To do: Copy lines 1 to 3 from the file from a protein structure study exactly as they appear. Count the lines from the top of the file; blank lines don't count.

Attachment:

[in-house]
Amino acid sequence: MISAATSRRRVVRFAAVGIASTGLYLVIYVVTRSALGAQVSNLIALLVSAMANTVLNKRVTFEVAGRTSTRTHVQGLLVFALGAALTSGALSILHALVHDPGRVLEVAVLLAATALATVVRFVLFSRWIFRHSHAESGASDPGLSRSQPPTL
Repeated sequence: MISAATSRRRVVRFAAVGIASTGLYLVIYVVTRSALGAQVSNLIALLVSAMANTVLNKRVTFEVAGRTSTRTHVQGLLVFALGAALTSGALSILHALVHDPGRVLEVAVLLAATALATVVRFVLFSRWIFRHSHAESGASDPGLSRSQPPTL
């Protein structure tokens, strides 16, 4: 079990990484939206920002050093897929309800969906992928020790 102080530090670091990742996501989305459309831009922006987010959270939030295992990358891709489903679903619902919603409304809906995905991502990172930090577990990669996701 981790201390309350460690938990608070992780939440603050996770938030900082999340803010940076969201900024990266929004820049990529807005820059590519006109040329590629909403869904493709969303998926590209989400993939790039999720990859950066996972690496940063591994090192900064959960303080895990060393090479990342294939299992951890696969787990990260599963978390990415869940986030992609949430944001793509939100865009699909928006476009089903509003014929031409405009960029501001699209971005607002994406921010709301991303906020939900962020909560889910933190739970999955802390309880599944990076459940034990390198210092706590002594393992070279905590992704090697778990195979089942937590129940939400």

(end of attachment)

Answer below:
[in-house]
Amino acid sequence: MISAATSRRRVVRFAAVGIASTGLYLVIYVVTRSALGAQVSNLIALLVSAMANTVLNKRVTFEVAGRTSTRTHVQGLLVFALGAALTSGALSILHALVHDPGRVLEVAVLLAATALATVVRFVLFSRWIFRHSHAESGASDPGLSRSQPPTL
Repeated sequence: MISAATSRRRVVRFAAVGIASTGLYLVIYVVTRSALGAQVSNLIALLVSAMANTVLNKRVTFEVAGRTSTRTHVQGLLVFALGAALTSGALSILHALVHDPGRVLEVAVLLAATALATVVRFVLFSRWIFRHSHAESGASDPGLSRSQPPTL